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Japan retail plummets inflation rockets on Consumption Tax rise


Japan retail plummets inflation rockets on Consumption Tax rise

Japanese retail sales dropped 13.7% in April following the imposition of a Consumption Tax rise from 5% to 8% on 1 April 2014. And inflation hit a 23 year high with a 3% rise above the core rate measure based on a 2010 base.

The fall in the consumption figures were expected falling a big rise in spending in March as shoppers sought to buy ahead of the indirect tax rise.  However, the extent of the retraction will alarm economists as it is the fastest decline in over three years.  The drop was also bigger than at the last Consumption Tax rise in 1989. The tax rise has also pushed inflation to 3.1%.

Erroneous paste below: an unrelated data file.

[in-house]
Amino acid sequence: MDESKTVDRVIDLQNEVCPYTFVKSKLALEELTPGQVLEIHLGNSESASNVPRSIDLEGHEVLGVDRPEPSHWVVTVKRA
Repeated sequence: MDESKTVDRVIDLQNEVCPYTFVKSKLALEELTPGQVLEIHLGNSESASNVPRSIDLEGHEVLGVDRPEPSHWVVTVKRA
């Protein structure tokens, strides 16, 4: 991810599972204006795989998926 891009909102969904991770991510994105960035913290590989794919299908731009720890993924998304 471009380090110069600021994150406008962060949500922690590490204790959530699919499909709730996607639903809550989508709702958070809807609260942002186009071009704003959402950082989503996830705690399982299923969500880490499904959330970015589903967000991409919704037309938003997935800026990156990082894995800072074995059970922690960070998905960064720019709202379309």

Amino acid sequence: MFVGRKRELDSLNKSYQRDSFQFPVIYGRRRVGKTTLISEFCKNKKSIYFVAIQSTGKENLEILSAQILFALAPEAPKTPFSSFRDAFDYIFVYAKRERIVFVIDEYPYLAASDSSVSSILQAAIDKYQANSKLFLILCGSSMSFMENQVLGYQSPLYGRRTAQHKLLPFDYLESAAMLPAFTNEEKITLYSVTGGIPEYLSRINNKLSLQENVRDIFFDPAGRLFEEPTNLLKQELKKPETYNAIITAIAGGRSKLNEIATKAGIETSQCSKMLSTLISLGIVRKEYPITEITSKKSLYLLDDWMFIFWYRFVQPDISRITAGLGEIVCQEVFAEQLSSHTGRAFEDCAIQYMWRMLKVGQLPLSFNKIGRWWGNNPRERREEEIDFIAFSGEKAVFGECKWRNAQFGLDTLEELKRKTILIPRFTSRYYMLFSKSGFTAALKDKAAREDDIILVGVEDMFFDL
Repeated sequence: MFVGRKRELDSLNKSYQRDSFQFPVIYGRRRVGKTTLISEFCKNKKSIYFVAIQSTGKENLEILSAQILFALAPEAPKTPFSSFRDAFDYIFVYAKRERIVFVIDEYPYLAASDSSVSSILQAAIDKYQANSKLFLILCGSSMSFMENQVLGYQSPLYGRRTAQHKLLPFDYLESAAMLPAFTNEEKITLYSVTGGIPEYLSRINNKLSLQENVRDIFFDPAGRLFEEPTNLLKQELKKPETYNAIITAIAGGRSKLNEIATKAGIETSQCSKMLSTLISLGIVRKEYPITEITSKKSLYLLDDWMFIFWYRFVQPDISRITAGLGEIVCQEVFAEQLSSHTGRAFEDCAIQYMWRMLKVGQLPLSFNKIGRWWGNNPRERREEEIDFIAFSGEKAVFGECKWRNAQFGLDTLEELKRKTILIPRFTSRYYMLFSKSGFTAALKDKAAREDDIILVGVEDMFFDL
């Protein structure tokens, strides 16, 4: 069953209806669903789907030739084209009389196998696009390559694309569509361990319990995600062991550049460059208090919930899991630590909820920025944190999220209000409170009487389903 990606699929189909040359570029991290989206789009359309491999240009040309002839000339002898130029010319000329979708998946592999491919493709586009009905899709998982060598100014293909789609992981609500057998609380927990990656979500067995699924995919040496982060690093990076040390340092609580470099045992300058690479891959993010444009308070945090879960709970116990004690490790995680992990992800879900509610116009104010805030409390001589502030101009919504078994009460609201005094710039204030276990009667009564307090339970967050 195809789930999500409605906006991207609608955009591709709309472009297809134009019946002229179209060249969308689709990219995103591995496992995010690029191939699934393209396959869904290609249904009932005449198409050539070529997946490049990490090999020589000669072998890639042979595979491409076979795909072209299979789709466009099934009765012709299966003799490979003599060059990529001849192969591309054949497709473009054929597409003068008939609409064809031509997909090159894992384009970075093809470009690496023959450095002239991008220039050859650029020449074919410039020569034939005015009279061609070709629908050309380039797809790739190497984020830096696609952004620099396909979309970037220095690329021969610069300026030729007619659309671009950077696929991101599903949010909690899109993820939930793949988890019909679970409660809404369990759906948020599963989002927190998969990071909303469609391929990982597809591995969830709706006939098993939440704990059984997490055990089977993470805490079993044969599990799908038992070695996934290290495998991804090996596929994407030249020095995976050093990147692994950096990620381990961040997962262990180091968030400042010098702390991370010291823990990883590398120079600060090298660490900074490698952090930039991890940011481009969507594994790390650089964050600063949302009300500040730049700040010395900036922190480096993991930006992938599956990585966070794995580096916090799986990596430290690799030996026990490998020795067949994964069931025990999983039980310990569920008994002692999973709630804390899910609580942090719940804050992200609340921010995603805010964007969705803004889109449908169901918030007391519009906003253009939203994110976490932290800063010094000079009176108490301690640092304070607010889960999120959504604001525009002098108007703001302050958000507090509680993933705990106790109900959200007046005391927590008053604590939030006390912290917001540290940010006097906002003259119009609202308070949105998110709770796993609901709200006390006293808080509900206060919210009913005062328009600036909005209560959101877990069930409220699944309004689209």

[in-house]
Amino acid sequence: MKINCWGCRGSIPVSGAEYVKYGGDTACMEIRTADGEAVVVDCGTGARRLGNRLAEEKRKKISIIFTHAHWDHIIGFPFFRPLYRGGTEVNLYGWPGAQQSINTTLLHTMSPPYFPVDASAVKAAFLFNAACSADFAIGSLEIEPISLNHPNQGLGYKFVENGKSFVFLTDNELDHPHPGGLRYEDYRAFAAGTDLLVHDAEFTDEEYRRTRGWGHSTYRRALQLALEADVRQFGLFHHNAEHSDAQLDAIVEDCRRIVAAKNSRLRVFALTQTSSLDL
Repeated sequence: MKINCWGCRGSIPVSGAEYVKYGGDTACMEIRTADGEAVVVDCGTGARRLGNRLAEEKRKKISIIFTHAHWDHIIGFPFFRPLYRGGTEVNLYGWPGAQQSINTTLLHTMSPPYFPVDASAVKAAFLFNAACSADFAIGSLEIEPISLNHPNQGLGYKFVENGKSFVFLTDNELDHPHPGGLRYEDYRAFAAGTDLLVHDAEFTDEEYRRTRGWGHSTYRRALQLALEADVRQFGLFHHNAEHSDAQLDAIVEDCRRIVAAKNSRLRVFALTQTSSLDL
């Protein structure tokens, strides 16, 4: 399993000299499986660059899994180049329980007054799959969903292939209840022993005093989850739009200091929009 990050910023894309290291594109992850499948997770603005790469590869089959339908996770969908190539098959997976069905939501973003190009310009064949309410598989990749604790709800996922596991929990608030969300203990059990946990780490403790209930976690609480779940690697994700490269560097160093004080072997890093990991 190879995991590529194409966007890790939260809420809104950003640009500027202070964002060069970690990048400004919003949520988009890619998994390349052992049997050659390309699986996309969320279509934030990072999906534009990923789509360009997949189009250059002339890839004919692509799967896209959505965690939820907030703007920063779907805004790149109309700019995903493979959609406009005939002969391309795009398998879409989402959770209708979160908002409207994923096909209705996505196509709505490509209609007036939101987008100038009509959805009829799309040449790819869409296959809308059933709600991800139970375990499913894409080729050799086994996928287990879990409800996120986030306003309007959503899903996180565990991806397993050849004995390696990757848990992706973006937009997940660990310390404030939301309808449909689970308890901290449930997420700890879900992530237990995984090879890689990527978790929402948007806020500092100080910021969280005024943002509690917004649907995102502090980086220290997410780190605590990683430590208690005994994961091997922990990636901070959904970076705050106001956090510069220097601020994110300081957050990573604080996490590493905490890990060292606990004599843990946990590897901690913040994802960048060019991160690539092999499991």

Consumption Tax hike as part of economic recovery plan

There will be hope that output will bounce back in May as companies have held back on inventory restocking as they waited to see the outcome of April's Japan VAT rise.

The rise was long debated and planned to help fund a fast aging population and pay for rising social security bills.  It is seen as one of the central planks of Prime Minister Shinzo Abe's shock economic policies to help jolt the long-stagnant Japanese economy back into like.  Up until these figures, the signs had been largely positive as the world's 3rd largest economy had been one of the few bright spots in the global financial scene.

A second Japanese Consumption Tax rise to 10% is planned for October 2015.


VP Global Indirect Tax
Richard Asquith
VP Global Indirect Tax Richard Asquith
Richard Asquith is VP Global Indirect Tax at Avalara, helping businesses understand their compliance obligations as they grow globally. He is part of the European leadership team which this year won International Tax Review's Tax Technology Firm of the Year. Richard qualified as an accountant with KPMG in the UK, and went on to work in Hungary, Russia and France with EY.